Your Vote is Your Voice: Be Heard

Your vote is like your voice. With everything going on in the world today, between the COVID-19 virus and the racial tensions growing with each passing day, it is hard to see the forest beyond the trees. We see all these events happening around us and it’s like we’re in this bubble. But one day that bubble will burst and we’ll be left to deal with the sticky residue. So how does that relate to voting? In our society today, we can no longer exist in a bubble, watching the world go by. We cannot sit in front of an entire forest of issues, of policies, of people’s lives and watch it burn like the wildfires in California. We have to take action and finally address the sticky residue that we have found ourselves in. One way to do that is to vote. 

 

Many people don’t see the point in voting. They think that one vote won’t change anything, so it is better to stay home and not vote at all. The people who think that aren’t necessarily wrong, but they could be misinformed. Voting is a complex subject.

 

The entire concept of voting is confusing, so it’s easy to see how people could have the belief that one vote has no impact on the outcome of anything in our government. But one vote does matter, because it could be the one vote that changes how Electors vote. 

 

One thing to understand about voting is that it is not just based on individual votes, but is a system that was put into place as a compromise to protect state’s representation in the government. For example, without the Electoral College, states with larger populations would overrule smaller states' votes simply because of the sheer number of individual votes counted. By using the electoral college, it gives states a more fair chance to be represented. That being said, let’s explore what the electoral college is.

 

The Electoral College

The Electoral College is the system the United States uses to elect the president. Anyone 18 or older is eligible to vote. Many people think that the presidential candidate with the most votes wins the election, which is true, but not in the way that most would think.  Part of our system of voting includes popular votes and electoral votes. The everyday voting that people think about is the popular vote. When we vote, our votes go toward telling the electors how to vote. An elector is a representative for the votes of people and votes based off of the popular vote. Electors make up the Electoral College and vote for the President and Vice President of the United States. In total, there  are 538 electors in the electoral college that represent the 50 states. For those in South Carolina, we have nine electors. Electors are based on population, which is why bigger states, like Texas, have more electoral votes. Each state is promised at least two votes, which accounts for the state’s Senate seats, and the remaining electoral votes depend on how many representatives they have in the House. The goal in running for President is to secure 270 (or more) electoral votes, since this number is over half of the Electoral College.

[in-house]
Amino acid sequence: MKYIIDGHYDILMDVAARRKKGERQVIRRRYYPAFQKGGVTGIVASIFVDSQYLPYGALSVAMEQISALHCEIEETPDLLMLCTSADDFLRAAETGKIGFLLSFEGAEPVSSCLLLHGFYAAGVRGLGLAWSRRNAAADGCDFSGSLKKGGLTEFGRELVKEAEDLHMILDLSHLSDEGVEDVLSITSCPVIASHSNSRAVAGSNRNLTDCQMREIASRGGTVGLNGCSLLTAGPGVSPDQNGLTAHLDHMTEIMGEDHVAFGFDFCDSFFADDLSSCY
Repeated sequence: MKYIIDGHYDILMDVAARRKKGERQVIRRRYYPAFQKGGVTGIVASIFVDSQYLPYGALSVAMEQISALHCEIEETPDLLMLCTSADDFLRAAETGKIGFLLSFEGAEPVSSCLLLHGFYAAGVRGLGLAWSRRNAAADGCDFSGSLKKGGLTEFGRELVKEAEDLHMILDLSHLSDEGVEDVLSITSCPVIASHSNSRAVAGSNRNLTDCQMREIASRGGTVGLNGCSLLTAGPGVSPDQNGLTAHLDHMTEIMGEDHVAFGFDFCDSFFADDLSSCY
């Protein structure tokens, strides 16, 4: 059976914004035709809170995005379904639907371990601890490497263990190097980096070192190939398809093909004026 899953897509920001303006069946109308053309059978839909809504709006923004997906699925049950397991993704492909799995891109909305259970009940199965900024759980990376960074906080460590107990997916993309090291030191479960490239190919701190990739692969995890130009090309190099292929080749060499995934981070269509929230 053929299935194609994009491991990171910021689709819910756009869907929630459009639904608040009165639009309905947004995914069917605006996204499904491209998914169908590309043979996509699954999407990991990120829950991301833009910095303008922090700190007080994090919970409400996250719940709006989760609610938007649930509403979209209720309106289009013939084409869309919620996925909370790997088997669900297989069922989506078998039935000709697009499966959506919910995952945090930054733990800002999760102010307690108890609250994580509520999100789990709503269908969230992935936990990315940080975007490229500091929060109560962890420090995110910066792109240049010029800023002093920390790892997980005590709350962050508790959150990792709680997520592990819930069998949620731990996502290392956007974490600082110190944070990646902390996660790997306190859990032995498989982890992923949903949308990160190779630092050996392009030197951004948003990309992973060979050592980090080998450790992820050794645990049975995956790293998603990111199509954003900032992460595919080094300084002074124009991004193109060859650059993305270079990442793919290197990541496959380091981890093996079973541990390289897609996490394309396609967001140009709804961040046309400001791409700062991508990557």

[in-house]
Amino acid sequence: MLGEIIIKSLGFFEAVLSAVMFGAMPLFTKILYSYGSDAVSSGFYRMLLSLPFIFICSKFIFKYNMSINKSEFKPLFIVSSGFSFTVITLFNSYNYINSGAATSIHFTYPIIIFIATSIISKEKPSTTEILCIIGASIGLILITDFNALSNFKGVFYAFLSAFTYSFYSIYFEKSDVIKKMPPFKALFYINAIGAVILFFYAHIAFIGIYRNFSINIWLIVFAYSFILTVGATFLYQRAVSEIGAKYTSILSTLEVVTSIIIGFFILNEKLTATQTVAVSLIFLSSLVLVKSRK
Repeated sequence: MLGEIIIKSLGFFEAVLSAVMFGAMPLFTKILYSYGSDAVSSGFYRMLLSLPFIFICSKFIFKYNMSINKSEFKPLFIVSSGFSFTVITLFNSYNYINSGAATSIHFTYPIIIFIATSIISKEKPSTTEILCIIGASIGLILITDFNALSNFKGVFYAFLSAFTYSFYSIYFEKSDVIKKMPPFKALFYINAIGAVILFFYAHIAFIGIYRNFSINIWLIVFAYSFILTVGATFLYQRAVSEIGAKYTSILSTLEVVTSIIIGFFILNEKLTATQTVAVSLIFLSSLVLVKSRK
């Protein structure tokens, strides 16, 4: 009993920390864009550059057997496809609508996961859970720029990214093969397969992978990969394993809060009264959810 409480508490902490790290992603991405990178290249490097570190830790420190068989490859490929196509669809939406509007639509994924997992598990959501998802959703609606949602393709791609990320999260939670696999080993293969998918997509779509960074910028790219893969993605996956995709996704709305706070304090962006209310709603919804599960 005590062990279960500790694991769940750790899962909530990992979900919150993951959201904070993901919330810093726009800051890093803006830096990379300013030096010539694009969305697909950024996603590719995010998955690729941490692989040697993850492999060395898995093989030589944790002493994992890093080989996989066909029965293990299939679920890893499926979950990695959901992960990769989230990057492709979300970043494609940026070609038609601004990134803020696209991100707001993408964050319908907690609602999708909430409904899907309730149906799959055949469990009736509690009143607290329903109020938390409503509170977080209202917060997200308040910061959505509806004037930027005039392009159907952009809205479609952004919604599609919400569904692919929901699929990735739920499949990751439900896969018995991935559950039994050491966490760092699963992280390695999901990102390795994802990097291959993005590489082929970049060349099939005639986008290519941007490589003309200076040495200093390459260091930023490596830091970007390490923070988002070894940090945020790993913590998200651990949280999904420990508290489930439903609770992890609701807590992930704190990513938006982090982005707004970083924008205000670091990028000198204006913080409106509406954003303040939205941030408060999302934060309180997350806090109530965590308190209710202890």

So why does the popular vote matter?

Every state, with the exception of Maine and Nebraska, vote based on an all-or-nothing rule. Once everyone in a state votes, the electoral counts the number of votes for each candidate. The candidate with the most votes for each state gets the votes in the Electoral College. This is why a candidate can have the most popular votes but still lose the election due to Electoral votes. One vote can be the difference between a state voting Republican or voting Democrat. This is one of the main reasons why it is important to vote. On the surface, voting may seem meaningless because all we get is one vote per person. But if everyone voted, who knows what outcomes we would have.  It may seem small and arbitrary, but your vote matters. Your vote or mine could be the difference and that’s part of how we, as the public, get our voices heard. Use your voice and use your vote to support the candidate you want to see in office. If you don’t vote, it’s one less vote for the candidate you feel would be the best leader for the next four years. 

 

Be the change you want to see in the world. 

 

Let your voice be heard. 

 

Go vote.

 

For more information about voting and the Electoral College, feel free to explore the links below.

https://www.parents.com/kids/education/the-electoral-college-explained-for-kids/#:~:text=%20The%20Electoral%20College%2C%20Explained%20for%20Kids%20,big..%20There%20are%20538%20electors%20in...%20More%20 

https://www.npr.org/2016/11/06/500660424/how-the-electoral-college-works-and-why-you-don-t-want-to-think-about-it